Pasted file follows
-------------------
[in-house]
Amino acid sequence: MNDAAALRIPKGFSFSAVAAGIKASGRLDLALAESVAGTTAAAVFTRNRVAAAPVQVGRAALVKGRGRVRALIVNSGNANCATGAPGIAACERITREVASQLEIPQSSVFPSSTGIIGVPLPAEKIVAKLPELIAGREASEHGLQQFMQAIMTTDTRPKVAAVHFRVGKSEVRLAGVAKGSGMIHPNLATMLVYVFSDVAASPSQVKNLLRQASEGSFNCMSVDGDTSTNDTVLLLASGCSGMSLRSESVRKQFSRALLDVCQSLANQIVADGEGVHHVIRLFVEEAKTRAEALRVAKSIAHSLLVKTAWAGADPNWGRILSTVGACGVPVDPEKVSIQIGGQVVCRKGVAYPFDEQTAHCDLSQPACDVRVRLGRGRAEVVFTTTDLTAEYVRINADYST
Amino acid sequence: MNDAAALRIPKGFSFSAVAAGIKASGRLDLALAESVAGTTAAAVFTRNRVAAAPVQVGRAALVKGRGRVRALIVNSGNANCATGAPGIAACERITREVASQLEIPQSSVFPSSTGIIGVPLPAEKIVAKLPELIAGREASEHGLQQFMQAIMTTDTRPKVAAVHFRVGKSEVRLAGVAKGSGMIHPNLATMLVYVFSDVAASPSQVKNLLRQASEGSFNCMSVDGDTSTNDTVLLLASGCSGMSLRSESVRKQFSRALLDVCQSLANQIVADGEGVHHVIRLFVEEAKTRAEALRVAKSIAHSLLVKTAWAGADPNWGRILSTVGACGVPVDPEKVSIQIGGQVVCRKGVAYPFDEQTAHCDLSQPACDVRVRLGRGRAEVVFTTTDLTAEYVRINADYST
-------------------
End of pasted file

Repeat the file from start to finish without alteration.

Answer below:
[in-house]
Amino acid sequence: MNDAAALRIPKGFSFSAVAAGIKASGRLDLALAESVAGTTAAAVFTRNRVAAAPVQVGRAALVKGRGRVRALIVNSGNANCATGAPGIAACERITREVASQLEIPQSSVFPSSTGIIGVPLPAEKIVAKLPELIAGREASEHGLQQFMQAIMTTDTRPKVAAVHFRVGKSEVRLAGVAKGSGMIHPNLATMLVYVFSDVAASPSQVKNLLRQASEGSFNCMSVDGDTSTNDTVLLLASGCSGMSLRSESVRKQFSRALLDVCQSLANQIVADGEGVHHVIRLFVEEAKTRAEALRVAKSIAHSLLVKTAWAGADPNWGRILSTVGACGVPVDPEKVSIQIGGQVVCRKGVAYPFDEQTAHCDLSQPACDVRVRLGRGRAEVVFTTTDLTAEYVRINADYST
Amino acid sequence: MNDAAALRIPKGFSFSAVAAGIKASGRLDLALAESVAGTTAAAVFTRNRVAAAPVQVGRAALVKGRGRVRALIVNSGNANCATGAPGIAACERITREVASQLEIPQSSVFPSSTGIIGVPLPAEKIVAKLPELIAGREASEHGLQQFMQAIMTTDTRPKVAAVHFRVGKSEVRLAGVAKGSGMIHPNLATMLVYVFSDVAASPSQVKNLLRQASEGSFNCMSVDGDTSTNDTVLLLASGCSGMSLRSESVRKQFSRALLDVCQSLANQIVADGEGVHHVIRLFVEEAKTRAEALRVAKSIAHSLLVKTAWAGADPNWGRILSTVGACGVPVDPEKVSIQIGGQVVCRKGVAYPFDEQTAHCDLSQPACDVRVRLGRGRAEVVFTTTDLTAEYVRINADYST